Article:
When you buy a new car from a dealership, you don’t have to pay any additional costs – particularly if you’re driving it out yourself. However, if you request a customized vehicle that needs to be transported from the factory to the dealership or from the factory/dealership to a specific location, you will have to pay extra handling charges. This amount is normally added to the On-Road price of the vehicle.
If you have ever been to a dealership, you would know that the dealers will try and convince you to get a few add-ons to make your “driving experience better”. Annual Maintenance Packages are examples of these add-ons and they include everything from polishing to cleaning and even servicing. Needless to say, these packages are optional but some of them can be quite helpful in maintaining the vehicle’s performance. If you choose one of these packages, the On-Road price of the vehicle will obviously increase so you have to read everything carefully and compare them to other packages if needed.
You should know by now that there is an endless list of accessories you can buy for your brand new car or bike to make them stand out on the streets. These accessories can be divided into essential and extra accessories. The essential accessories include seat covers, floor mats, or headrests among other things. These are the accessories that don’t enhance the experience of driving but make it more convenient. Extra accessories are those items that are not really necessary or convenient – they are purely aesthetic. Some of these accessories include a stylish helmet or a leather biker’s jacket for your bike or a top-tier sound system for your car. Whether it’s an essential accessory or an extra one, you will have to pay extra for it and it will be added to the On-Road price of the vehicle.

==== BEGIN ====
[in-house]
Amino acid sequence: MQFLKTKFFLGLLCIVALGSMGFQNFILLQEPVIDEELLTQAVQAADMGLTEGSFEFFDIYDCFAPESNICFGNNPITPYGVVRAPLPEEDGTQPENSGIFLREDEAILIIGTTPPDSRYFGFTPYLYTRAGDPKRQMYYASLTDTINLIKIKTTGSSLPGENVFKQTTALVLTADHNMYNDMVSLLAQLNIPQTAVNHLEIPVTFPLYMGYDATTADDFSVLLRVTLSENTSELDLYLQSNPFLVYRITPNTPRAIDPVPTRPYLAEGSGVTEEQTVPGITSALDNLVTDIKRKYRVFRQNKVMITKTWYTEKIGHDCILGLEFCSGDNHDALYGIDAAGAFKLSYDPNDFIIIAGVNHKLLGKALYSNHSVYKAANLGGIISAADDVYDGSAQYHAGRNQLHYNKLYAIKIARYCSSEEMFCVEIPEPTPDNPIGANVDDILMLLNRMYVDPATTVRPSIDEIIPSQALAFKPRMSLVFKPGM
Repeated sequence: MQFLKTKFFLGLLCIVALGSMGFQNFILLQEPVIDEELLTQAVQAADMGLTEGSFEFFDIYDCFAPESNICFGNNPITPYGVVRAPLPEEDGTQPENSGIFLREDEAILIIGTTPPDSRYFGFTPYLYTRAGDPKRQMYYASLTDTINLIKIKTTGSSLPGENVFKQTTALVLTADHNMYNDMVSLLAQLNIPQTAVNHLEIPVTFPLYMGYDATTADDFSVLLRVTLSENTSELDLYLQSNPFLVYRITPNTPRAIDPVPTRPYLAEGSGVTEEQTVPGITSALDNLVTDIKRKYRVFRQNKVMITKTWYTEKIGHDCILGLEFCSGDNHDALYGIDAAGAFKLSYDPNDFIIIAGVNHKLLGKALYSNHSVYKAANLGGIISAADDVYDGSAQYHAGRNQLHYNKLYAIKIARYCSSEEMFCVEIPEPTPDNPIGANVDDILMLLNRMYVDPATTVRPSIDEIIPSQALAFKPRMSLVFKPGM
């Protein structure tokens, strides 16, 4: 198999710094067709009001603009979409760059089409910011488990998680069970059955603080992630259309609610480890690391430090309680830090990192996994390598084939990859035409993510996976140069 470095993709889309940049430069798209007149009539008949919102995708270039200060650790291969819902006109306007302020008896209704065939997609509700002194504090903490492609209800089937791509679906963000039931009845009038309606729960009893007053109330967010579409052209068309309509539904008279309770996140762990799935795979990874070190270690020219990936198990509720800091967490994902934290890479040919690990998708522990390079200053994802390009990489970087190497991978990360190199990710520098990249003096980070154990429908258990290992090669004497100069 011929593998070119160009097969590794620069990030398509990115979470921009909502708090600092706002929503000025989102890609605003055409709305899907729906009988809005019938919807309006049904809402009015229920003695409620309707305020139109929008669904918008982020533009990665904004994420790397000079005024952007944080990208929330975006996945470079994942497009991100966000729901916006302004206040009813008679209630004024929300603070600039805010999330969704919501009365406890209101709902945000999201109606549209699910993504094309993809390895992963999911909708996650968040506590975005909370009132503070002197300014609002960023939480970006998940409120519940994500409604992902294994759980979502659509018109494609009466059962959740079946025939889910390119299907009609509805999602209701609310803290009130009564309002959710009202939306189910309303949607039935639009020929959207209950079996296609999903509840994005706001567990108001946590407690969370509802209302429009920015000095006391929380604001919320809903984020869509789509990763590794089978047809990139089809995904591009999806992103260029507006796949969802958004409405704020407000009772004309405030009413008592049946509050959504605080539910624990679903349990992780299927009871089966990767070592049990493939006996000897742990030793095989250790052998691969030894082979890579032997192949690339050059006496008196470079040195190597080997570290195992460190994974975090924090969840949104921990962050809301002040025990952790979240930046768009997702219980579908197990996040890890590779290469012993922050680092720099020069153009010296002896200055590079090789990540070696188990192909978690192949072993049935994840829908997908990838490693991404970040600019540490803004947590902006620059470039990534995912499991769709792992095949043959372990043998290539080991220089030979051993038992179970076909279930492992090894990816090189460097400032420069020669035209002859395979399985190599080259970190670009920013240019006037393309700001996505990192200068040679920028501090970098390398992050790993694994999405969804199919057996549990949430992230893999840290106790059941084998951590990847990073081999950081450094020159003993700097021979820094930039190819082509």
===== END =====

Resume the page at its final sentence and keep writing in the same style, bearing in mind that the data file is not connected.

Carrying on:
There you have it – the fundamentals between Ex-Showroom and On-Road pricing of a vehicle. As you can tell, there are many factors that separate the two and it is always better to understand the differences before you actually decide to buy a new car or bike. While you can avoid some of the optional charges to reduce your expenditure, there is no avoiding the mandatory charges required to drive your brand new vehicle legally on Indian roads.